PETALING JAYA: Three major ports in Malaysia are confident they will meet their volume targets this year but are bracing for slower growth next year due to the global economic downturn.
Ports that have been recording substantial growth over the years have not been spared the whiplash from the global economic crisis.
Northport (M) Bhd managing director and chief executive officer Datuk Basheer Hassan Abdul Kader told StarBiz the port would be able to achieve its volume target of slightly less than three million 20-foot equivalent units (TEUs) this year, up 4.9% from 2.86 million TEUs recorded last year.
“This is because we had done well in the first half of this year but the last quarter is a little bit slow,” he told reporters after delivering a talk the Selangor Freight Forwarders and Logistics Association in Port Klang recently.
Northport’s November volume stood at 261,251 TEUs, down 7.3% against the same month last year.
Going forward, Basheer said Northport would be very concerned about the country’s economy as it depended a lot on trade.
“If Malaysian trade is affected, of course it will have some impact on our business. But with low gearing of almost 0%, we are quite robust to withstand the onslaught,” he said, adding that Northport had survived the Asian financial crisis of 1997/98.
He added that Northport would continue to operate prudently and would look into postponing taking on less important costs, such as advertising, next year.
Echoing a similar oulook, Westports Malaysia Sdn Bhd will not be expecting the usual double-digit volume growth next year that it had been enjoying previously.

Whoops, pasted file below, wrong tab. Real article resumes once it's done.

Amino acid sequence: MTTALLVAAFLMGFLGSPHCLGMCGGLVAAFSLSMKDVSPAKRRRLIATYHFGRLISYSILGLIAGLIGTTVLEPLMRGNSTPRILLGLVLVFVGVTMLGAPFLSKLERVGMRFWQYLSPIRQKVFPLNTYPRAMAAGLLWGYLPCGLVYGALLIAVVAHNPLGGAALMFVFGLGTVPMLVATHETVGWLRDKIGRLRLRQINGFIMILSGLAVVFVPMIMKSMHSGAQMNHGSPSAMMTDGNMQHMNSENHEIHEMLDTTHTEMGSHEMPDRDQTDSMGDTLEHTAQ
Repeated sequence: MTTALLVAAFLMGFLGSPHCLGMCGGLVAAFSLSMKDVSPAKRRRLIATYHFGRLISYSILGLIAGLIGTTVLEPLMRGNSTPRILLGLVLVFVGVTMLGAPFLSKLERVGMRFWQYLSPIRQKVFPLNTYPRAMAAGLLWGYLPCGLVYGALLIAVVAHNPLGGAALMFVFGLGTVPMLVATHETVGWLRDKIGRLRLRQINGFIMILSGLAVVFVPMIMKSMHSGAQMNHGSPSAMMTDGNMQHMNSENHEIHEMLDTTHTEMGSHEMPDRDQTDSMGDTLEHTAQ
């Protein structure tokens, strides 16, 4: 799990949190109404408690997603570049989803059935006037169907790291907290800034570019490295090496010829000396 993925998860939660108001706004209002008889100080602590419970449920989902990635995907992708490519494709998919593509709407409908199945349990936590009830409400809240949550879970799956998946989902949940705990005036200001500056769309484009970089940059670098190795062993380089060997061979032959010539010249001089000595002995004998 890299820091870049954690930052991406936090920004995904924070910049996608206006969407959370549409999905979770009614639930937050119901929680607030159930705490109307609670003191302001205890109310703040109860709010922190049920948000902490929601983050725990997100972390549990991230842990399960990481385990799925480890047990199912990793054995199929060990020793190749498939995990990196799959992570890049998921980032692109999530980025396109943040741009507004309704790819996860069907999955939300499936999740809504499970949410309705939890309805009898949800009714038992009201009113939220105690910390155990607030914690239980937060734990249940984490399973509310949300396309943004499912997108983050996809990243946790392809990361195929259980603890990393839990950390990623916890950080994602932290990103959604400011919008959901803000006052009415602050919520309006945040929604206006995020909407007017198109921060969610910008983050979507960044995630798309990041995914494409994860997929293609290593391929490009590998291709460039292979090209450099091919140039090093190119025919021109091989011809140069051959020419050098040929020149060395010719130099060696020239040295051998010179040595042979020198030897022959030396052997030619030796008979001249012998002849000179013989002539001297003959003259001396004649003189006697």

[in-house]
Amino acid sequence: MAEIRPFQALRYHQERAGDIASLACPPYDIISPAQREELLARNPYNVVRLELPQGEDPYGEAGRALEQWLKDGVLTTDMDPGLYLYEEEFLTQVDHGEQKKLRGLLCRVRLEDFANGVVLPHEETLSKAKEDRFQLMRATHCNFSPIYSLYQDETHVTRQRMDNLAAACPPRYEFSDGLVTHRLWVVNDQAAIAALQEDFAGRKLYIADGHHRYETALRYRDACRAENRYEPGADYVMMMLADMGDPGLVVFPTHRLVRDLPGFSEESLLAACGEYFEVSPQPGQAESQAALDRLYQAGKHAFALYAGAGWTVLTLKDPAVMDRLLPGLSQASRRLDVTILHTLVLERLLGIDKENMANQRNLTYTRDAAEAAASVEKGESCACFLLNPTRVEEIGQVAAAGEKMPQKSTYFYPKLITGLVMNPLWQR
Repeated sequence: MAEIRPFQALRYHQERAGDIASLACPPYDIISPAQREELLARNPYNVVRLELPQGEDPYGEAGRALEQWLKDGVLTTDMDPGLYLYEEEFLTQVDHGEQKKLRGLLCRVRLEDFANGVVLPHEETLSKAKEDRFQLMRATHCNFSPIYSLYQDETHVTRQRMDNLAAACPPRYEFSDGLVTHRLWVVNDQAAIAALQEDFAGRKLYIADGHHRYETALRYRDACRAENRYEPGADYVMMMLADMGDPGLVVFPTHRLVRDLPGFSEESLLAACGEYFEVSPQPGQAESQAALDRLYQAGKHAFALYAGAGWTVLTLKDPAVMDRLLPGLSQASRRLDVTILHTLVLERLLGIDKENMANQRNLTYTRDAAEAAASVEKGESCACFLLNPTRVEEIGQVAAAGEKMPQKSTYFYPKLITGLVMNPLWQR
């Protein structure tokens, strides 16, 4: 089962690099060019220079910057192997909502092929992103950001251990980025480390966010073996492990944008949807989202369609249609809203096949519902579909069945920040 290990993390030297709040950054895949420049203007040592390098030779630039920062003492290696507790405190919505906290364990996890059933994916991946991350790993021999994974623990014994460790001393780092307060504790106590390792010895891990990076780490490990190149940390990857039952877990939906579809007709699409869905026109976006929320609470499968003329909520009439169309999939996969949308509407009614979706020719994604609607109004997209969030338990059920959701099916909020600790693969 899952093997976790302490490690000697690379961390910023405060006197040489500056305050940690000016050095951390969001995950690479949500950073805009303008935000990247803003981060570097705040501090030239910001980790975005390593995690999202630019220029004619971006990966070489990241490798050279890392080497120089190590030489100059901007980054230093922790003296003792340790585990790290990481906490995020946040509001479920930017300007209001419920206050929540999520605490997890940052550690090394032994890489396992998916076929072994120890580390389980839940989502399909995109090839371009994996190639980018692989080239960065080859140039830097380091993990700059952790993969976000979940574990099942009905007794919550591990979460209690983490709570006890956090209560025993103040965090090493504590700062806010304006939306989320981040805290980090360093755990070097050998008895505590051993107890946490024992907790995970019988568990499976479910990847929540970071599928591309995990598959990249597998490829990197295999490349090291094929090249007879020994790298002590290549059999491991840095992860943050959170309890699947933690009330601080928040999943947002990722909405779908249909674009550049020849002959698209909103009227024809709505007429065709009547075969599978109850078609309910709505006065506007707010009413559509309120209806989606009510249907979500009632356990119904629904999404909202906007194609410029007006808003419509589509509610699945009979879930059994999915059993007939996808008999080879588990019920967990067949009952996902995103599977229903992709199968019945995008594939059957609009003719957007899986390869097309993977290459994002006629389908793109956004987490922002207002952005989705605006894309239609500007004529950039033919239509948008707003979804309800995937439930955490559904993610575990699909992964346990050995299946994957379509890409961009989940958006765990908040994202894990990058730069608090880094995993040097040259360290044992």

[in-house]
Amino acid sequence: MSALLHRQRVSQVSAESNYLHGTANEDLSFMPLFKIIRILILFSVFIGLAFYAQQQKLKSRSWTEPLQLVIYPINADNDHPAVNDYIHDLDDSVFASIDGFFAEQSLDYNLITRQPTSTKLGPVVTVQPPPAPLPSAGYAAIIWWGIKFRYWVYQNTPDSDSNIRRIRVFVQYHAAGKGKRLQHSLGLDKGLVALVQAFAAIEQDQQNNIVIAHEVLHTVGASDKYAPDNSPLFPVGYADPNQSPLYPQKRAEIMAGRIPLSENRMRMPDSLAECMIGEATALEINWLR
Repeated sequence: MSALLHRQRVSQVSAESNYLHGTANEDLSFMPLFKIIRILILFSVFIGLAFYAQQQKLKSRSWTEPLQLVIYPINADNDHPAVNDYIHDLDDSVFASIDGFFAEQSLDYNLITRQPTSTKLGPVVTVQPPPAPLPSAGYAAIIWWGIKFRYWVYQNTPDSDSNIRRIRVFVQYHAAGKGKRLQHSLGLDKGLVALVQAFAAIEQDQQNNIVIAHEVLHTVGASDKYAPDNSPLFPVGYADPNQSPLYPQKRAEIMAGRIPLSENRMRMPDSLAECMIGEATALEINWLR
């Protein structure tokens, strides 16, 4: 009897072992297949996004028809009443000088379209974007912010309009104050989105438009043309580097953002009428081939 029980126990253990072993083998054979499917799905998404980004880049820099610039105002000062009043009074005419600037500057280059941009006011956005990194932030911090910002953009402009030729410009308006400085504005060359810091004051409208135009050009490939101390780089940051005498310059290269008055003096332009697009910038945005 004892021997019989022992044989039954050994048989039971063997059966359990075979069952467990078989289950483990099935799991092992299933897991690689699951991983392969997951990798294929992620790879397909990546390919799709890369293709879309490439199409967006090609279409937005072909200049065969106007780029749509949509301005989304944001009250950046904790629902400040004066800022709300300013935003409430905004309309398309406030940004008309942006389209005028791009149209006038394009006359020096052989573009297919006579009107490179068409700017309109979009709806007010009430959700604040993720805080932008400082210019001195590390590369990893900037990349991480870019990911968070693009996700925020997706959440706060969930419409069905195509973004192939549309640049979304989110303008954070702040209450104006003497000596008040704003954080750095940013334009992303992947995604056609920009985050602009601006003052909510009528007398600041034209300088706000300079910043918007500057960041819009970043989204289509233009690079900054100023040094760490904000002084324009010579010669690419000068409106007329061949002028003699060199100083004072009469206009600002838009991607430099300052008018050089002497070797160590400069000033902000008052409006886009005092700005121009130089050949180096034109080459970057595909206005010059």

But the port is still expecting to post a 16.3% volume growth to five million TEUs this year.
For the month of November, Westports still recorded a growth of 5.4% to 390,000 TEUs against November last year.
Executive director Ruben Emir Gnanalingam said the port industry would see some decline in volume next year.
“Looking at the current global economy and its prospects going forward into 2009, it will take a long time to recover, maybe until 2010,” he told StarBiz.
Malaysia’s leading transhipment terminal operator, Port of Tanjung Pelepas Sdn Bhd (PTP), is also on track to meet its volume target of 5.8 million TEUs this year, an increase of 6.2% against last year, although it has felt a slight volume contraction in the last quarter of this year.
PTP recorded a decrease of 2.5% to 449,000 TEUs in November compared to the same month last year.
The port expects to achieve commendable growth next although it has acknowledged that it would not be as robust as in previous years.
Transways Logistics (M) Sdn Bhd, a logistics provider in Port Klang, expects the volume of exports to decrease further after the first quarter of next year.
Its managing director Alan Tan told StarBiz that based on the current situation where furniture and food exporters were facing shrinking demand, the export volume at Port Klang was expected to fall between 20% and 30% next year, especially after the first quarter.
“But local logistics companies such as Transways are currently experiencing a surge in demand from multinationals as they open more tenders to other players which ignite competitive pricing rather than depending on one or two logistics providers.
“This is in tandem with the cost cutting measures of the multinationals in this gloomy economy.
“Warehouse business is also doing well to store commodities that are currently having price downtrend such as scrap metal,” he said.